(c) Flavour

Make flavour combinations that will taste delicious. Just because you read somewhere that babies love chicken and apple, doesn’t mean it tastes good. If the combination sounds weird to you, then it probably is… I always see books suggesting avocado and banana together; given it really is my food hell I am loathe to serve it to my kids. So don’t. Go with your instincts and make foods you like and think your baby will like.

(d) Extra Nutrition

Use homemade (no-salt added) stocks as a base for your combined purees. I make two versions: Homemade Chicken Stock and Homemade Vegetable Stock. You can make one big batch: freeze the stock in cubes, then add to savoury purées as needed. They will add much needed flavour, to your baby food, as well as nutrition. Adding Homemade Chicken Stock is also a great way of gently introducing protein into your babies diet.


(e) Grains and pulses

After 6 months + you can start incorporating wheat based grains into your babies diet. They will fill your baby up and provide slow releasing energy. This includes pasta, couscous etc..

Bianca advises opting for white grains and occasionally whole grains. For example white rice rather than brown rice. This seems as odds to everything we think about healthy eating but as Bianca explains whole grains are higher in fibre and can be bulky. They might fill up your baby too quickly and cause some tummy upsets/gas, when too much is given too soon. It is best to use whole grains sparingly initially, then mix up with white versions whilst your baby is getting used to them. At this point pulses can also be introduced also. Suddenly the possibilities for combined purees are becoming much more varied.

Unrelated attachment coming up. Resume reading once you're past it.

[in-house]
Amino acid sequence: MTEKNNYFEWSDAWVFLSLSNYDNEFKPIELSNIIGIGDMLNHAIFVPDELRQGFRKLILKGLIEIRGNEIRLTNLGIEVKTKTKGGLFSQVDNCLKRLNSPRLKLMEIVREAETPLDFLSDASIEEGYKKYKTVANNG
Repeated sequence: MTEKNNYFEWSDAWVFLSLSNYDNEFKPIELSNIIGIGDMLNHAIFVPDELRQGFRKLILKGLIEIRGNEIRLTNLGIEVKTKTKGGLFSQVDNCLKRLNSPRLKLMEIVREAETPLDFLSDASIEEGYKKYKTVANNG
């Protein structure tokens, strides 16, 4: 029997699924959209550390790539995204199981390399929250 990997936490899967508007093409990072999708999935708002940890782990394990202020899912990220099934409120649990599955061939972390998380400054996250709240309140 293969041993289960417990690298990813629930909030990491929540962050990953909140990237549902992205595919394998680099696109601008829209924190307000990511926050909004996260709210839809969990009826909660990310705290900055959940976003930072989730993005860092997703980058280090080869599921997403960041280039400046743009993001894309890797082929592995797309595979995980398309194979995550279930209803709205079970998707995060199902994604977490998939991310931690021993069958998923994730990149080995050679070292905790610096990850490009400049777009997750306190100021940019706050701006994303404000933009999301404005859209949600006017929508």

I started with porridge grain options, before the lunchtime sleep and here are some fun ones to try (unless there are specific allergy concerns, such as gluten intolerance). Just prep them and combine with homemade purees.

  • Oats/ or gluten free oats: oats are a good source of energy and are packed with minerals that are essential for the development of your baby like calcium, iron, zinc, phosphorous, potassium, sodium and magnesium. They are also high in vitamins and high in antioxidants. My top tip is to blitz the oats in a blender to make a smoother consistency to start with.

  • Spelt (spelt is not gluten free): an ancient grain, naturally high in soluble dietary fibre (therefore has stool softening properties). Compared to wheat, spelt is also higher in the B-complex vitamins and both simple and complex carbohydrates. Spelt contains significantly more protein.

  • Quinoa: use the ground quinoa baby porridge flakes (and not whole seeds), which are also gluten free. Quinoa contains essential amino acids. The seed is considered a complete protein containing a good amount of essential amino acids. Full of vitamins and a great source of minerals. Provides antioxidants and carbohydrate rich too. Non GMO and is organic.  This is high in fibre so best to give from 6.5 months +


Protein and essential fats

Adding more protein into your babies diet: keeps them fuller for longer, supports growth and development. This can feel like a really daunting step, but it is crucial to add protein and not delay introducing it. I talk to so many parents who are routinely stuck on offering just vegetables and fruits at 7-8 months, when really they should be expanding their babies diet and food intake. You want to ensure your baby is getting all necessary nutrition. Although fruits and vegetables provide many essential nutrients, they are also full of fibre and whilst that helps digestion, they can be bulky and do not provide much energy for your baby.  Babies small tummies fill up easily with low-energy fibre-rich foods, but you want enough proteins and fats to give them energy/ support growth. It’s about getting the balance right.